Connecting the Dots

 | Dec 09, 2011 | 12:31 PM EST  | Comments
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This is an extension of Thursday's column, "Europe's Contagion Has Already Begun." The conclusion was that European sovereign defaults could result in a Japanese insolvency. In this column I will discuss the implications a bit more deeply.

Since the collapse of Japanese stocks and the resulting deflation began in the early 1990s, the gross domestic product (GDP) of Japan has stagnated. In nominal terms, the Japanese economy has not grown in 20 years. And this metric includes Japanese government spending, which has resulted in a ratio of sovereign debt to GDP of about 200% today.

Japanese government spending was intended to stimulate private-sector investment domestically. Instead, Japanese companies have increasingly invested in operations outside of Japan while Japanese retail investors have become international speculators. I will address the financial structure of Japanese companies in another column; here we are interested in the Japanese retail investor/speculator.

Sovereign yields plunged in Japan starting around 1994, leading to big declines in loan and other interest rates. In order to gain returns, Japanese investors began borrowing at low loans rates against their personal savings (now invested in Japanese sovereign bonds) and converting these loans to other currencies, principally the U.S. dollar and German deutschmark, followed by the euro. This borrowed money was then invested in higher-yielding investment-grade bonds in these two arenas. This process is called the "yen carry trade."

It's called a "carry" because the trade is based on investors carrying a loan to make the new investments. At some point the loan they've taken against their Japanese government bonds must be repaid.

The rate differential was so high that Japanese investors were not concerned about currency fluctuations. However, the "Asian Contagion" of the late 1990s as well as the Nasdaq bubble collapse of the early 2000s highlighted currency risks. But instead of realizing the risk, exiting the trades, repatriating the funds to Japan, paying the loan off and closing the carry, the Japanese began to diversify their carry investments into other countries.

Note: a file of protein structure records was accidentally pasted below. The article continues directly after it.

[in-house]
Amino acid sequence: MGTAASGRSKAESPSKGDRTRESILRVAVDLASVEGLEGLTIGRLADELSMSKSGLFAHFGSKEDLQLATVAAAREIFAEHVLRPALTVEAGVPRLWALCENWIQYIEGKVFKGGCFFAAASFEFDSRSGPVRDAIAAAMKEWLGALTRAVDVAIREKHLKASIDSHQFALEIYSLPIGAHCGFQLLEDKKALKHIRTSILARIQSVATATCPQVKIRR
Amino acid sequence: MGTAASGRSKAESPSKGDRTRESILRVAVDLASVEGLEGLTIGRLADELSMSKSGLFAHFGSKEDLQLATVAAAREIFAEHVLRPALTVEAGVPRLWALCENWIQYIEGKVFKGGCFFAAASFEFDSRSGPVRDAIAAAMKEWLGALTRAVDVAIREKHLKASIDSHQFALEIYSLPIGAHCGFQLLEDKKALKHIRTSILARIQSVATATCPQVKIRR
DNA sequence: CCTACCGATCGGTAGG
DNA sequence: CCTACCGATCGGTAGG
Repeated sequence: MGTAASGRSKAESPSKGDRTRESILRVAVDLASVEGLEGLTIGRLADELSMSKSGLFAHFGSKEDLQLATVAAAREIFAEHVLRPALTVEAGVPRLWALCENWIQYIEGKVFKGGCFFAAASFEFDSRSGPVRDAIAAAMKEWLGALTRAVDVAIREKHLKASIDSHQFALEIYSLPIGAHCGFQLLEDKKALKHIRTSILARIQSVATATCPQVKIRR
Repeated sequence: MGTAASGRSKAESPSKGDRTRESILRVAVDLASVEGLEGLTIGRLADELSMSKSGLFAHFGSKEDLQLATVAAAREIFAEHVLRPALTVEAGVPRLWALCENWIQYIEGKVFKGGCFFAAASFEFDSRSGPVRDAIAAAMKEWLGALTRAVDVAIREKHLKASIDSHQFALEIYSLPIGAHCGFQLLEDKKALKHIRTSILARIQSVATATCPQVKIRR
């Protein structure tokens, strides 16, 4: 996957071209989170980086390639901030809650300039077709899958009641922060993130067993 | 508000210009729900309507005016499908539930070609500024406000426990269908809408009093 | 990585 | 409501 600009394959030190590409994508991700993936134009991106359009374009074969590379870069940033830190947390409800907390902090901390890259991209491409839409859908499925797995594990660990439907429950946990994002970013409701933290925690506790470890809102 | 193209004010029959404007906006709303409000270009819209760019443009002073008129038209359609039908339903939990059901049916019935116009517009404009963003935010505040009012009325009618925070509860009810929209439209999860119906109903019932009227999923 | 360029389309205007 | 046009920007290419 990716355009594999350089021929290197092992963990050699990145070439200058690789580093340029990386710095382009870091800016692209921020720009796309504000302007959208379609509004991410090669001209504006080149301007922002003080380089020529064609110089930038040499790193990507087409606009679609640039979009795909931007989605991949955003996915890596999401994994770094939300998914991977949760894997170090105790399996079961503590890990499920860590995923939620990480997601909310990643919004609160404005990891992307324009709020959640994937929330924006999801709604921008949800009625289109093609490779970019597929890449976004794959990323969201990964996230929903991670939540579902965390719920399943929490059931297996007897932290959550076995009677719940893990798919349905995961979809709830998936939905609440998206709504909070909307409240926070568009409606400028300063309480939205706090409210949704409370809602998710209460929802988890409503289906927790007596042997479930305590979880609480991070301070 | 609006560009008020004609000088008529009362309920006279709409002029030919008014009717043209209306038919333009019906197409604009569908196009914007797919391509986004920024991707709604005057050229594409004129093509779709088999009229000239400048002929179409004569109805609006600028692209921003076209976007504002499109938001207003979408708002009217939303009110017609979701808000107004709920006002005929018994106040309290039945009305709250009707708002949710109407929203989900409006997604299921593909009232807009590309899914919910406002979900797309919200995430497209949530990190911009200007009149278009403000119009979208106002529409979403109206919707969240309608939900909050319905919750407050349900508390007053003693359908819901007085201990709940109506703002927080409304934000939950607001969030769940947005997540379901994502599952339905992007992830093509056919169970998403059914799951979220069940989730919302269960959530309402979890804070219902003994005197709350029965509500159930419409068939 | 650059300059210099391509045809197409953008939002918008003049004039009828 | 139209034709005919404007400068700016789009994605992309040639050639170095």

As yields have declined steadily and at an increasing rate in the U.S. and Europe, the two principal alternatives to receive the Japanese carry funds have been Australia and Brazil -- sovereign and other investment-grade bond yields there are still much higher in those countries than in the U.S. or Europe. Japanese retail investors today own more Australian bonds than they do U.S. bonds, and have almost as much invested in Brazilian debt as they do in all of Europe!

This exposure has been achieved through multiple levels of leverage. The first leverage is by way of borrowing yen at a multiple of the value of the Japanese savings. This is then multiplied again after the borrowed monies are redenominated in Australian and Brazilian currency and deployed into bonds in these countries.

As a result, Japanese investors have become the principal drivers of speculative money flows into these countries.

As mentioned in the previous column, about 25% of exports from Brazil and Australia, mostly commodities and industrial goods, go to China -- and those exports provide Brazil and Australia with the capital necessary to service the debt that has been supplied by the Japanese.

If China's purchasing of exports from these two countries decreases because China's primary export market -- the EU -- slows, yields on sovereign and corporate debt will begin to rise.

Rising yields in these countries will cause margin calls to be made against these investments, which could become catastrophic for all involved if investors can't meet the calls and must liquidate. In that case, the primary speculative money from Japan flowing into these areas will reverse as Japanese investors attempt to exit before going broke.

From here we get into a timing issue. There are two principal avenues of approach to prevent such a vicious cycle: Brazil and Australia can implement fiscal and monetary stimulus, or China can increase its purchases of debt from both areas in an attempt to preclude a Japanese rout.

The problem with the first option is that it requires preemptive stimulus policy, a violation of normal monetary and fiscal policies in both countries. The most plausible solution, then, is for the Chinese to adjust their holdings of foreign reserves by increasing purchases of Brazilian and Australian debt.

If China doesn't move swiftly as nascent signs of economic slowdown and rising yields in Brazil and Australia become evident, causing Japanese investors to exit the carry trade, the losses will be concentrated as defaults climb at the Japanese banks and investment trusts on the original and secondary leverage taken out as part of the initial carry trades.

If you're worried about the implications of this interwoven system -- and you should be -- watch the long end of sovereign yields in Brazil and Australia. They'll give you the early warning you need to protect yourself from the fallout.

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